Much has been made of the recent Pew poll that highlights America’s religious landscape. What has drawn the most attention is the apparent decline of Christianity in the U.S. “The Christian share of the U.S. population is declining,” began the piece. Many liberals took gleeful notice. The Institute on Religion and Democracy’s Mark Tooley noted, “Secularists and their fellow travelers are ecstatic. The secular utopia about which John Lennon crooned is impending. Christianity is finally dying!”
Of course, this is far from the case, as Tooley later reveals. Russell Moore, president of the Ethics and Religious Liberty Commission of the Southern Baptist Convention, points out that it’s not Christianity that’s dying, but rather “near Christianity” that is teetering. “Good riddance,” Moore concludes.
The denominations that have lost the most “near Christians” are Catholic and Mainline Protestant. According to the Washington Times, “for every person who joined the Roman Catholic Church, six others were departing.” Additionally, in the last 50 years, the proportion of Americans belonging to one of the “Seven Sisters of Mainline Protestantism” has plummeted from one in six to one in sixteen.
From the Anglicans at Jamestown, to the Pilgrims at Plymouth, and the Puritans at Massachusetts Bay, virtually all of the Mainline Protestant churches in the U.S. can trace their roots to those who literally founded America. The principles of American democracy were born in Mainline churches. The revivals during the Great Awakening were preached by men from Mainline churches. Many of the first colleges and universities in the U.S. were founded by Mainline churches. What’s more, eight of the first fourteen U.S. Presidents were Episcopalian. The spiritual and political roots of America are deeply embedded in Mainline Protestantism. What a tragic fall!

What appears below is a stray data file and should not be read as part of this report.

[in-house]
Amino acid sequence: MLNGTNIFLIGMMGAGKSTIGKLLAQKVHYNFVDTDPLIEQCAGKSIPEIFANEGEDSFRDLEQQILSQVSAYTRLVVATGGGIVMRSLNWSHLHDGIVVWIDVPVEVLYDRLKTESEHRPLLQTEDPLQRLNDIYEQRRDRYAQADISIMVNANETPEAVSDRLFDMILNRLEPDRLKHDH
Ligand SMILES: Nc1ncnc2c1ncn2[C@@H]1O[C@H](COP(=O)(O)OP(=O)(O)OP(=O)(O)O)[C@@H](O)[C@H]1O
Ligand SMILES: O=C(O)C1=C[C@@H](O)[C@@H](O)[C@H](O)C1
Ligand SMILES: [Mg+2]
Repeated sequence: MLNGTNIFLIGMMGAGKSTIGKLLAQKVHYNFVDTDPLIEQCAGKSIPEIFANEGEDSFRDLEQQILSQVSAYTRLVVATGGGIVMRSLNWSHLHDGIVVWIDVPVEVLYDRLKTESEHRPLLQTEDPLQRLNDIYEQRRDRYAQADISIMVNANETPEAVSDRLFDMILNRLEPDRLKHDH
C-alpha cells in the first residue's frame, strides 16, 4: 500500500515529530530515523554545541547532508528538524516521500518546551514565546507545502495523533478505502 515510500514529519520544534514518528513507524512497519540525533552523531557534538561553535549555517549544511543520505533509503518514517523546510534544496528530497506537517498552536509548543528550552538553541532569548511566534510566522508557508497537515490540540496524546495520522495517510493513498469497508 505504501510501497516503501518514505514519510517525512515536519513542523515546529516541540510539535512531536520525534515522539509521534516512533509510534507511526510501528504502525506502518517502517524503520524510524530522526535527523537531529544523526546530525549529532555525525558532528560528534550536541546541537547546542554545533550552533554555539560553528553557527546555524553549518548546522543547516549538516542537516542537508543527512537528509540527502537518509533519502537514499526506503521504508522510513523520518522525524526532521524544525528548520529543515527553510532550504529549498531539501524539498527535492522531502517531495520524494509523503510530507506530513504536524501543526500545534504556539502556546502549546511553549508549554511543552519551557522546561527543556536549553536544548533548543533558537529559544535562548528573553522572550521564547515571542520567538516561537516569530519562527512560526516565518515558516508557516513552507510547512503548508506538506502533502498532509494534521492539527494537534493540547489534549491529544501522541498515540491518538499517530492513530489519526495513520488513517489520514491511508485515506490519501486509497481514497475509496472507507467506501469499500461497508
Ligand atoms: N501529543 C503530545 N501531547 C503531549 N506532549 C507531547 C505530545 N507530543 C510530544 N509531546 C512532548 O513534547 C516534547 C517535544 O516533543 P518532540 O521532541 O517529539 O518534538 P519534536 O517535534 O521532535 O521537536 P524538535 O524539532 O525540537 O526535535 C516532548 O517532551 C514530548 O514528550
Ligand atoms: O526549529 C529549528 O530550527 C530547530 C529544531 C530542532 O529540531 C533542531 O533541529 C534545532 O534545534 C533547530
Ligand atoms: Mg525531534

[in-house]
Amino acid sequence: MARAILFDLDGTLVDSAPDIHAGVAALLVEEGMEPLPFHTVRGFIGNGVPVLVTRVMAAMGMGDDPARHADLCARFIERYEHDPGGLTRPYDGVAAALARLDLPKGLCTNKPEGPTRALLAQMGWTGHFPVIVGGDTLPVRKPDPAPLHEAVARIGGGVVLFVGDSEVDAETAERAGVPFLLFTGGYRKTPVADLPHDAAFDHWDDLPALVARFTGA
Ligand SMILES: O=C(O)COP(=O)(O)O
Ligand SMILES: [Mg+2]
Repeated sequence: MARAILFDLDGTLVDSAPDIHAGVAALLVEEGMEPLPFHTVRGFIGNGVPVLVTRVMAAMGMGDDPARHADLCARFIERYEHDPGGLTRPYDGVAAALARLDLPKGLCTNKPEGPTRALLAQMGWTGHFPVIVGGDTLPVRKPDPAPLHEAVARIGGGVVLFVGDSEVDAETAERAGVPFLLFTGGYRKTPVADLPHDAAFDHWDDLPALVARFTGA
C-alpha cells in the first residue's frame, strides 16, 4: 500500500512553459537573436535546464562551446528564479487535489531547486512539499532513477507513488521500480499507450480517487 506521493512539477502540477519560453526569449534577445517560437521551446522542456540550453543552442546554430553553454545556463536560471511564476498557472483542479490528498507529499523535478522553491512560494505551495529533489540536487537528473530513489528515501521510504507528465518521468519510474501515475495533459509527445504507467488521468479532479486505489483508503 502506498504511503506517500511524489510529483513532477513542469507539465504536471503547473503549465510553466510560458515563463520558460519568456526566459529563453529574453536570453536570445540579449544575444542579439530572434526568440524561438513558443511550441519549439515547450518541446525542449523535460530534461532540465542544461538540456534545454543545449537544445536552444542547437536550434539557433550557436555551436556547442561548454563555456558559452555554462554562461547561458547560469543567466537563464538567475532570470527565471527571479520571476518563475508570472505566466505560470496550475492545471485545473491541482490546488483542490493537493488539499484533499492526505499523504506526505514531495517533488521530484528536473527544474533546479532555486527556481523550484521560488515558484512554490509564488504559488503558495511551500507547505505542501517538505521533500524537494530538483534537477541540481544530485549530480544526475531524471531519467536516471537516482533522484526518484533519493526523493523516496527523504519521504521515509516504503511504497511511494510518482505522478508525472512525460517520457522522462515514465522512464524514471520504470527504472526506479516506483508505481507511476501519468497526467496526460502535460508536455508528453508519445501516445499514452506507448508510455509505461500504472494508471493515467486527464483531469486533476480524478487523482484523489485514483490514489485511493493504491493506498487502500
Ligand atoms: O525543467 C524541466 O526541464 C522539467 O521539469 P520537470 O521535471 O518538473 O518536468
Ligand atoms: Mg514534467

So this begs the question, why have the Catholic Church and Mainline Protestantism seen such a collapse? Moore reveals the answer when he notes that, what the Pew poll really reveals is that we have “fewer incognito atheists” in America. “Those who don’t believe can say so — and still find spouses, get jobs, volunteer with the PTA, and even run for office. This is good news because the kind of ‘Christianity’ that is a means to an end — even if that end is ‘traditional family values’ — is what J. Gresham Machen rightly called ‘liberalism,’ and it is an entirely different religion from the apostolic faith handed down by Jesus Christ.”
Of course, it would be the denominations most infected with liberalism (Is there anything liberalism can’t corrupt?) that have seen the most decline. As Tooley put it, “Mainline Protestantism lost its way when it forgot how to balance being American and being Christian, choosing American individualism and self-made spirituality over classical Christianity. Nearly all mainline seminaries had embraced modernism by the 1920s, rejecting the supernatural in favor of metaphorized faith integrated with sociology and political revolution.”
Such watered-down theology has produced ear-ticklers like John Shelby Spong, Marcus Borg, Rosemary Radford Ruether, Gene Robinson and the like, along with heretical nonsense such as the Jesus Seminar. For decades men (and women) like Spong and Borg made quite a name for themselves by rejecting the virgin birth, the divinity of Jesus, His atoning death and resurrection, every miracle recorded in the New Testament, and so on. In other words, in a tragic attempt to make themselves “relevant,” such men and women rejected virtually every tenet of the Christian faith, all the while still calling themselves “Christians.”